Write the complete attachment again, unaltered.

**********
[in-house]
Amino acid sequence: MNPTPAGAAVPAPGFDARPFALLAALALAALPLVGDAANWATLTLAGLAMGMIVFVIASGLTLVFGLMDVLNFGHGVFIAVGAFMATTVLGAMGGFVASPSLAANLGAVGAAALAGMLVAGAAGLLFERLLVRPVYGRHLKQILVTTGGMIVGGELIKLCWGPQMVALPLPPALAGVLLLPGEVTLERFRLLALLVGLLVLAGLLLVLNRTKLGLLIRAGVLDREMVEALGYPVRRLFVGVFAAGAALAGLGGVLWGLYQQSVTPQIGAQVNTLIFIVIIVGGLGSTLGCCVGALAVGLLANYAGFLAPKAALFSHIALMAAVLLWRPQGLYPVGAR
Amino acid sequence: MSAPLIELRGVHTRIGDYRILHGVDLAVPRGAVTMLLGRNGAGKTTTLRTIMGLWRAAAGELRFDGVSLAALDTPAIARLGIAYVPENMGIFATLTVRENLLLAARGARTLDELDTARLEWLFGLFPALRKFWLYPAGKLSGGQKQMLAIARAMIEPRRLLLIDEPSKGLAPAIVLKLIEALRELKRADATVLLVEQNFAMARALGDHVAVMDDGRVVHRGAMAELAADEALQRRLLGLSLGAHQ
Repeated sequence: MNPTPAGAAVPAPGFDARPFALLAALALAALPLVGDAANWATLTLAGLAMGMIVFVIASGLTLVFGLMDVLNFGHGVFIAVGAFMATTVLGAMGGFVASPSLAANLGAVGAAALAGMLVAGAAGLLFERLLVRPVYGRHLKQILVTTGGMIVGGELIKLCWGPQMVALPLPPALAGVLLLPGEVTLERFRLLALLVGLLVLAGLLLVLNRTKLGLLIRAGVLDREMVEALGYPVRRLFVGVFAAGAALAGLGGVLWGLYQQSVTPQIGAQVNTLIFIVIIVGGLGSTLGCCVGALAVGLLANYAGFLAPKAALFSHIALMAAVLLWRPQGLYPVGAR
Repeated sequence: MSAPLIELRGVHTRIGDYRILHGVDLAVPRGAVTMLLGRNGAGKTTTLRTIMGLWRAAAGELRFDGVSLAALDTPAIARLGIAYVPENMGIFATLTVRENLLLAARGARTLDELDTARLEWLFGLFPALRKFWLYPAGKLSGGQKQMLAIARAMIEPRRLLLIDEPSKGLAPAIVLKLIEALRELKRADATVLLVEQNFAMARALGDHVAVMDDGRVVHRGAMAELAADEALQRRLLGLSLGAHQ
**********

[in-house]
Amino acid sequence: MNPTPAGAAVPAPGFDARPFALLAALALAALPLVGDAANWATLTLAGLAMGMIVFVIASGLTLVFGLMDVLNFGHGVFIAVGAFMATTVLGAMGGFVASPSLAANLGAVGAAALAGMLVAGAAGLLFERLLVRPVYGRHLKQILVTTGGMIVGGELIKLCWGPQMVALPLPPALAGVLLLPGEVTLERFRLLALLVGLLVLAGLLLVLNRTKLGLLIRAGVLDREMVEALGYPVRRLFVGVFAAGAALAGLGGVLWGLYQQSVTPQIGAQVNTLIFIVIIVGGLGSTLGCCVGALAVGLLANYAGFLAPKAALFSHIALMAAVLLWRPQGLYPVGAR
Amino acid sequence: MSAPLIELRGVHTRIGDYRILHGVDLAVPRGAVTMLLGRNGAGKTTTLRTIMGLWRAAAGELRFDGVSLAALDTPAIARLGIAYVPENMGIFATLTVRENLLLAARGARTLDELDTARLEWLFGLFPALRKFWLYPAGKLSGGQKQMLAIARAMIEPRRLLLIDEPSKGLAPAIVLKLIEALRELKRADATVLLVEQNFAMARALGDHVAVMDDGRVVHRGAMAELAADEALQRRLLGLSLGAHQ
Repeated sequence: MNPTPAGAAVPAPGFDARPFALLAALALAALPLVGDAANWATLTLAGLAMGMIVFVIASGLTLVFGLMDVLNFGHGVFIAVGAFMATTVLGAMGGFVASPSLAANLGAVGAAALAGMLVAGAAGLLFERLLVRPVYGRHLKQILVTTGGMIVGGELIKLCWGPQMVALPLPPALAGVLLLPGEVTLERFRLLALLVGLLVLAGLLLVLNRTKLGLLIRAGVLDREMVEALGYPVRRLFVGVFAAGAALAGLGGVLWGLYQQSVTPQIGAQVNTLIFIVIIVGGLGSTLGCCVGALAVGLLANYAGFLAPKAALFSHIALMAAVLLWRPQGLYPVGAR
Repeated sequence: MSAPLIELRGVHTRIGDYRILHGVDLAVPRGAVTMLLGRNGAGKTTTLRTIMGLWRAAAGELRFDGVSLAALDTPAIARLGIAYVPENMGIFATLTVRENLLLAARGARTLDELDTARLEWLFGLFPALRKFWLYPAGKLSGGQKQMLAIARAMIEPRRLLLIDEPSKGLAPAIVLKLIEALRELKRADATVLLVEQNFAMARALGDHVAVMDDGRVVHRGAMAELAADEALQRRLLGLSLGAHQ